As the Occupy Wall Street movement appears to be gaining steam across the country, a media expert notes that it was independent media outlets that drove the coverage of the protests until the major networks and newspapers finally took notice.
“In the first days of the Occupy Wall Street movement, mainstream media coverage was frequently denigrating, if there was any coverage at all,” said Jeff Cohen, an associate professor of journalism and director of the Park Center for Independent Media at Ithaca College. “That contrasts sharply with the more recent mainstream coverage, which has often treated the protests as a serious phenomenon with significant public sympathy.”
The movement began on September 17 in Zuccotti Park (aka Liberty Square) in lower Manhattan, with participants primarily protesting against economic inequality, corporate greed and the influence of corporate money and lobbyists on government. Cohen says the turning point in media coverage came about a week later, when the pepper-spraying of young protesters by police was captured on cell phone video and unions representing thousands of workers threw their support behind the demonstrators.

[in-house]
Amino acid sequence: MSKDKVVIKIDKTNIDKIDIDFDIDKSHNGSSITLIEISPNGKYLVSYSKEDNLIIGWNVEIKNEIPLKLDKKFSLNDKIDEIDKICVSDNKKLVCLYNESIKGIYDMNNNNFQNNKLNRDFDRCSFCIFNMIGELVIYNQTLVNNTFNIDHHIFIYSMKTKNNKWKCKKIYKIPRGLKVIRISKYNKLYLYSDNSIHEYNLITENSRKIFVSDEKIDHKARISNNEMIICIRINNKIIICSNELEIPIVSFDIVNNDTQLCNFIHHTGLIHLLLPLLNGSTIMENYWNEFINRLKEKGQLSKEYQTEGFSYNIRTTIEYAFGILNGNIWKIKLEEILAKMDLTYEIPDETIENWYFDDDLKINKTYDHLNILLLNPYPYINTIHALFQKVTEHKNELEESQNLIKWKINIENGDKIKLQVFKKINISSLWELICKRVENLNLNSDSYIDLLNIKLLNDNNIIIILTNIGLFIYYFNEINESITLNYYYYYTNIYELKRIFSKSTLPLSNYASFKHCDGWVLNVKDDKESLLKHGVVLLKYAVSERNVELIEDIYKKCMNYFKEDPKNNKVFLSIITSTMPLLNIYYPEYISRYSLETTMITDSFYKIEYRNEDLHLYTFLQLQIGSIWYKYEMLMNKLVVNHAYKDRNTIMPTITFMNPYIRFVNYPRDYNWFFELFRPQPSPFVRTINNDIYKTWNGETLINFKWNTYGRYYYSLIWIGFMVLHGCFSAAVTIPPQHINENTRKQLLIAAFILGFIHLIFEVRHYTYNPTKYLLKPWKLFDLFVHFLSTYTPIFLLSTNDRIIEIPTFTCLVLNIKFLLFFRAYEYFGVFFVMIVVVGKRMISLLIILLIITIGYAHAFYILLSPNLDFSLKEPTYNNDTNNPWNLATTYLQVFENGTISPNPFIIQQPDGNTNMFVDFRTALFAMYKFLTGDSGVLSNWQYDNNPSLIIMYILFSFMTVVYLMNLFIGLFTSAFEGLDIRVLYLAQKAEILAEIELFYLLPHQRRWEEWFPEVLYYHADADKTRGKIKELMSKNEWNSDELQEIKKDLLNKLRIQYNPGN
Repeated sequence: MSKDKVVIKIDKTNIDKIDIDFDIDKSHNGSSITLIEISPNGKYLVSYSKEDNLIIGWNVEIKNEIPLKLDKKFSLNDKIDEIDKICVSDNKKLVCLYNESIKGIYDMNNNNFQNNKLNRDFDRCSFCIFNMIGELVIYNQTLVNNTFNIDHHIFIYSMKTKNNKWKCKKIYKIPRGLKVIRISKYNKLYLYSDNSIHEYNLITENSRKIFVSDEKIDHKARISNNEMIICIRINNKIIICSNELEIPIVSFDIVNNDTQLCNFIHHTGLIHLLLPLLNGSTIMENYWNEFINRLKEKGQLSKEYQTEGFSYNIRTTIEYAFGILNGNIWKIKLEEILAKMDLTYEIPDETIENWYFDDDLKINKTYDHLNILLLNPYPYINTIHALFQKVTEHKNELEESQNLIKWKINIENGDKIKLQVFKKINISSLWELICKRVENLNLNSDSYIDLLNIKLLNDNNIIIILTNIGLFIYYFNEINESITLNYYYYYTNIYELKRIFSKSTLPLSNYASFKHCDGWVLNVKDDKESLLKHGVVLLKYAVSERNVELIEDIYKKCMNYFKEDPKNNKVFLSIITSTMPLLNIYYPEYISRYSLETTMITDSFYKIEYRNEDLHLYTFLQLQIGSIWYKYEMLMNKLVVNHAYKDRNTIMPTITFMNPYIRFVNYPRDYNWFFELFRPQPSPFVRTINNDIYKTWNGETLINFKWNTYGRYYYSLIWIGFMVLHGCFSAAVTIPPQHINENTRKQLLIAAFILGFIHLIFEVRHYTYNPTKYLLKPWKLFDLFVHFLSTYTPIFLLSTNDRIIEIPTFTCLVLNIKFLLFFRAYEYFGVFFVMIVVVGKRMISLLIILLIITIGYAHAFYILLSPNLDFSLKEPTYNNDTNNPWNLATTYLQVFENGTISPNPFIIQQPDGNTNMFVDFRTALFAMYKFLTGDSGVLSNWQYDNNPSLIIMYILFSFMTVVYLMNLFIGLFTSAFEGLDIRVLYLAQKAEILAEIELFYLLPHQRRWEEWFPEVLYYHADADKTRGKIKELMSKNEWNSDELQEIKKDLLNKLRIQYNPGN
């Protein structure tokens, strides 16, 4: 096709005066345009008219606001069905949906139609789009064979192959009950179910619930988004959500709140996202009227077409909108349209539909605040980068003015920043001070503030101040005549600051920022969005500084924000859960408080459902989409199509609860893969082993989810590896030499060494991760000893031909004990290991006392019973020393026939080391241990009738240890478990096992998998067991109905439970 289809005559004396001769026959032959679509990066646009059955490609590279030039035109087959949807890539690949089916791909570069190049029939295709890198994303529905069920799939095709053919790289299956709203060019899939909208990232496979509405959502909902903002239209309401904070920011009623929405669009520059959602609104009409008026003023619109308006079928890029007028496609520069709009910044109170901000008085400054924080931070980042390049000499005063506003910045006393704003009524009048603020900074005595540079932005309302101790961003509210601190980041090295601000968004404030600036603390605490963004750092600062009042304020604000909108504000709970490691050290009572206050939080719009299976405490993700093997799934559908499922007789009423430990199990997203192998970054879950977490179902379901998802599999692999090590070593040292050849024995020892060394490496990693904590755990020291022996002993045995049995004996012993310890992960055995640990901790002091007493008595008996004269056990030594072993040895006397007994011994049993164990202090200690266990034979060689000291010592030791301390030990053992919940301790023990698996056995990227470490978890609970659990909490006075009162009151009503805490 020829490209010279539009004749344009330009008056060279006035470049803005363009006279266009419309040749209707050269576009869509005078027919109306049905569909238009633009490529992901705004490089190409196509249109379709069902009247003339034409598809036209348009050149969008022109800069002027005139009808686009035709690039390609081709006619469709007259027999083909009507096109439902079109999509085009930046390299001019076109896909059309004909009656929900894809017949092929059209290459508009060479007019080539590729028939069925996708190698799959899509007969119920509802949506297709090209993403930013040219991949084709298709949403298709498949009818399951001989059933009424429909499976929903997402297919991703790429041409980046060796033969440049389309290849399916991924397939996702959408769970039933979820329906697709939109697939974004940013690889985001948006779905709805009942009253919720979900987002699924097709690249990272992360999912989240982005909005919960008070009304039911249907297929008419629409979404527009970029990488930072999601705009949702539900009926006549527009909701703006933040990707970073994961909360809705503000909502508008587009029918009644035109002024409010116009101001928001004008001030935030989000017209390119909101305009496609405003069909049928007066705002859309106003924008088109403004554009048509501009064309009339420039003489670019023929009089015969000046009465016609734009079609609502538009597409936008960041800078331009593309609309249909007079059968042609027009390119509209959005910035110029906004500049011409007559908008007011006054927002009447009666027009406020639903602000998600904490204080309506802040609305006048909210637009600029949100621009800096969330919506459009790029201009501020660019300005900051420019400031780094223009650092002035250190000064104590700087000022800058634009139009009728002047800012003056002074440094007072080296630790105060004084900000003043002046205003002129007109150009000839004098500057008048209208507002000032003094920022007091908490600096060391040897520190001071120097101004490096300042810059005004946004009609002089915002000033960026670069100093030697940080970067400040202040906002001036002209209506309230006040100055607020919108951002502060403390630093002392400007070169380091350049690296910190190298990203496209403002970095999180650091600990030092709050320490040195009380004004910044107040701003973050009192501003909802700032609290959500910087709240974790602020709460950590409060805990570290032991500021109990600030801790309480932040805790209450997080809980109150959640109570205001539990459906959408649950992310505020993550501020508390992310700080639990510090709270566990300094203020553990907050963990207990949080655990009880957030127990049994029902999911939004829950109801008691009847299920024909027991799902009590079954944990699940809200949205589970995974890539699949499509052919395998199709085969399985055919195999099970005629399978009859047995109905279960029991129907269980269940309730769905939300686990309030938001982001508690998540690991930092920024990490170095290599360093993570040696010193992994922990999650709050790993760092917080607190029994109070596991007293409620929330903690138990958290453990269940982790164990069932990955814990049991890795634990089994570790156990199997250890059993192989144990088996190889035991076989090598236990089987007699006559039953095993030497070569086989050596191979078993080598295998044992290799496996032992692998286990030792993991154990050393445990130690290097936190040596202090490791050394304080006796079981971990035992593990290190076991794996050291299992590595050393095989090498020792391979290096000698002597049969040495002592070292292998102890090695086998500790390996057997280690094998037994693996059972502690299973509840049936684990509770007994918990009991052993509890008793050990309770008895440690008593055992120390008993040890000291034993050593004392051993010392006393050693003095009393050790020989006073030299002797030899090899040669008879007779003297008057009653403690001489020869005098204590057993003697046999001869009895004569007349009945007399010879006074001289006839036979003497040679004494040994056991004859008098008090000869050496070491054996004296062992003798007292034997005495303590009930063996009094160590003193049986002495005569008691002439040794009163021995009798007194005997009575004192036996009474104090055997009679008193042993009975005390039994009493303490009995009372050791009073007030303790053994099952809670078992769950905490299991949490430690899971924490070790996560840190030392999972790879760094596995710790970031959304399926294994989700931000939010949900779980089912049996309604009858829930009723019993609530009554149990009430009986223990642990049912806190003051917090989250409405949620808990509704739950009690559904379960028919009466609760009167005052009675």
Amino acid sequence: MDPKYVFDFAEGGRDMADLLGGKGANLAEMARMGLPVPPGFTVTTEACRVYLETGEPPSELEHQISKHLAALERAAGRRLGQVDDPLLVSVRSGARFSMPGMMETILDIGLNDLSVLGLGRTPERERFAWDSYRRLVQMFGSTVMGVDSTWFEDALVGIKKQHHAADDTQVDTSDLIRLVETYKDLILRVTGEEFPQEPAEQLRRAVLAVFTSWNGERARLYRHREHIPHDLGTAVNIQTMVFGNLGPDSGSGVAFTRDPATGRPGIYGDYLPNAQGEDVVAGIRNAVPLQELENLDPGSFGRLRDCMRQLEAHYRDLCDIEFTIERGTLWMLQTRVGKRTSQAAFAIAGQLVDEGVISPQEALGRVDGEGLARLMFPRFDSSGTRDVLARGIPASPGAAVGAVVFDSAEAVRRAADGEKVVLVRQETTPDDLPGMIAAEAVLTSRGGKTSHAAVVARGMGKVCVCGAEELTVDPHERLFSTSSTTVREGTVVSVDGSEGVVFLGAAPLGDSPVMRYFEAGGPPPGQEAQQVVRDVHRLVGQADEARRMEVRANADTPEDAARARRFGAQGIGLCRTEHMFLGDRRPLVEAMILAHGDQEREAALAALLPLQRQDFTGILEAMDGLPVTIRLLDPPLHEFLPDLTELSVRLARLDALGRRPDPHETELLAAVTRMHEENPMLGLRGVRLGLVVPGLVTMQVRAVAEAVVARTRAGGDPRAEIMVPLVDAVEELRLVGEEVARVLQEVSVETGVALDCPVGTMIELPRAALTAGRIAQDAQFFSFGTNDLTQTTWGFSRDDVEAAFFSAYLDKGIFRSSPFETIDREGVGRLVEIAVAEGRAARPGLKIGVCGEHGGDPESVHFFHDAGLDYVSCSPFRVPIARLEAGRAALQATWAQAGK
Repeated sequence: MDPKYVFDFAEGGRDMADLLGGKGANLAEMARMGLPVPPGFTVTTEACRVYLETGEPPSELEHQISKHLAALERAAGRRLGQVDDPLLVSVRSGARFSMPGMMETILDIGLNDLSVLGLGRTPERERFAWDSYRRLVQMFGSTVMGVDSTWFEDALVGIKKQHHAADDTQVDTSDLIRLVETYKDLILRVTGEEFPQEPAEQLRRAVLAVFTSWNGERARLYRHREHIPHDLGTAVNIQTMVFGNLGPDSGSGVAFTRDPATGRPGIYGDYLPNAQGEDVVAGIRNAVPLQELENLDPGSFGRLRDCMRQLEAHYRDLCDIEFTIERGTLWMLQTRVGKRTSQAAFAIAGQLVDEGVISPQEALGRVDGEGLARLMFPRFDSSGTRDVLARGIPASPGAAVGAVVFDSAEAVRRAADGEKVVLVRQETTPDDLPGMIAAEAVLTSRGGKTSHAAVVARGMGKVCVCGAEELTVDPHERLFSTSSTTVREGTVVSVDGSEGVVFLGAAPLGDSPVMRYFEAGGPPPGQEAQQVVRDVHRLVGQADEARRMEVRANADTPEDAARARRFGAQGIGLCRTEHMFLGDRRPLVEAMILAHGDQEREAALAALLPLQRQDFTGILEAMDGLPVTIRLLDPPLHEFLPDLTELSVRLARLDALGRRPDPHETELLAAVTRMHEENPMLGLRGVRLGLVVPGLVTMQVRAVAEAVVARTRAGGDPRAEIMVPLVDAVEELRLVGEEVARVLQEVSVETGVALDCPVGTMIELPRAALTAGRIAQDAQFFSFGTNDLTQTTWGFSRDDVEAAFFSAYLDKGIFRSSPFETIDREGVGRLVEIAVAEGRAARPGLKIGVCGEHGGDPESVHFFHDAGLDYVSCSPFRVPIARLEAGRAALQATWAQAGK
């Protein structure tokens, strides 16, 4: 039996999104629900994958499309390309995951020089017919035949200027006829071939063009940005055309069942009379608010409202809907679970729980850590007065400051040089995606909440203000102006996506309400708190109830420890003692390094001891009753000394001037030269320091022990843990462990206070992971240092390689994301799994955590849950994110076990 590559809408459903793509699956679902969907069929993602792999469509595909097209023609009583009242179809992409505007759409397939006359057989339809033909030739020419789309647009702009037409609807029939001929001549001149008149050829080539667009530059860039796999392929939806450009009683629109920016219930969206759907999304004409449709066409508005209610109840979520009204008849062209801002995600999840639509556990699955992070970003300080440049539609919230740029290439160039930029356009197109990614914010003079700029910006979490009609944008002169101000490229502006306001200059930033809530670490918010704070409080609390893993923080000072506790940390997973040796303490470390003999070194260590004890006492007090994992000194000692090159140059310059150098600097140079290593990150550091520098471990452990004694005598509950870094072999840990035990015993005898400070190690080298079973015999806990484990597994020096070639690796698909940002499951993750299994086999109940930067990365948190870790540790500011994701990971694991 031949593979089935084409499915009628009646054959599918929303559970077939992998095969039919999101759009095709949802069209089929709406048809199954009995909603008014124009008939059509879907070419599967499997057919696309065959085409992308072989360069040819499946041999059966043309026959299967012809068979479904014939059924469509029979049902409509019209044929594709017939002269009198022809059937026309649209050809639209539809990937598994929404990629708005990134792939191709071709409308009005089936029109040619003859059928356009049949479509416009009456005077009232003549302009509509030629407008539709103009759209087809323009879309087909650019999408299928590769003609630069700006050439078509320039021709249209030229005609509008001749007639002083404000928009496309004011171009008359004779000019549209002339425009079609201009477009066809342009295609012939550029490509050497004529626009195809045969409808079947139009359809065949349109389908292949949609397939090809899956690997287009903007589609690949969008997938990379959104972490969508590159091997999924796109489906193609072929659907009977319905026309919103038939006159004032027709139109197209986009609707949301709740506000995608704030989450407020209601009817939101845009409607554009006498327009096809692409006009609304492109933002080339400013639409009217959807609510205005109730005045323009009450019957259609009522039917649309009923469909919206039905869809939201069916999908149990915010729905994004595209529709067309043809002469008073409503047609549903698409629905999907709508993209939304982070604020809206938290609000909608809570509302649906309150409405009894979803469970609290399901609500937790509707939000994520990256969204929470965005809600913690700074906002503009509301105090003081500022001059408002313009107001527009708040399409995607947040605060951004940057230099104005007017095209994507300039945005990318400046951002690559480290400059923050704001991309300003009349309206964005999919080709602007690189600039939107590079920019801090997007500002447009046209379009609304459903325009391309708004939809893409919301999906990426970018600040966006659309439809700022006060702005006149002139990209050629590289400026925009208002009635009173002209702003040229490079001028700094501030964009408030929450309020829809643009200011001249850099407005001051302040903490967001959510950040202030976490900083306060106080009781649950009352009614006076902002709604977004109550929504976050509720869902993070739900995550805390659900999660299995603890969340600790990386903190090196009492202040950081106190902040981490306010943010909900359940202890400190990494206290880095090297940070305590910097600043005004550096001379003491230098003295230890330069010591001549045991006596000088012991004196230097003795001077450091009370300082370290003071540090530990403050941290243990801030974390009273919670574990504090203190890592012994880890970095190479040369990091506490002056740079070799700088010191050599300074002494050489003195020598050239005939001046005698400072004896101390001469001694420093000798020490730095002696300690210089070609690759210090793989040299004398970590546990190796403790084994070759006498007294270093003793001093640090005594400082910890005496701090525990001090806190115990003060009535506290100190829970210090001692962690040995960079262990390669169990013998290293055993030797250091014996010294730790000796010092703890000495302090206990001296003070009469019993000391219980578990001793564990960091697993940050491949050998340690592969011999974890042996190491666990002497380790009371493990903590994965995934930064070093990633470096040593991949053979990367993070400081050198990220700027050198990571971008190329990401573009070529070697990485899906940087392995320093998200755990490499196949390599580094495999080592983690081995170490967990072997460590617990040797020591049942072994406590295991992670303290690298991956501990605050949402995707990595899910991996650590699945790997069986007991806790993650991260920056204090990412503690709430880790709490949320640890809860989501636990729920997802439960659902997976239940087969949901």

Cohen, whose books include “Cable News Confidential: My Misadventures in Corporate Media” and “Wizards of Media Oz: Behind the Curtain of Mainstream News,” founded the media watchdog group FAIR (Fairness & Accuracy in Reporting) in 1986. He was a daily commentator on MSNBC in 2002, a weekly panelist on the Fox News Channel’s “News Watch” from 1997–2002, and a cohost of CNN’s “Crossfire” in 1996.
Cohen has spent some time observing at both the original Liberty Square encampment and at the Washington, D.C., protests the movement has inspired. He says that throughout U.S. history, social upheaval has given rise to independent media, so it’s no surprise that Occupy Wall Street has spawned its own newspaper, live-streaming video and website. And while the networks and newspapers are now covering the story, Cohen says the young people most involved in it are primarily getting their information elsewhere.
“Social movements create their own media and lean on independent outlets when mainstream news coverage is negative or hostile,” said Cohen. “Outlets such as ‘Democracy Now!’ and other members of the Media Consortium have been reporting on the rise of this movement in lower Manhattan from the beginning, and the spread of related protests across the country. It’s clear that young people interested in the movement are seeking out images, video and text emanating directly from the protests — not from mainstream news sources.”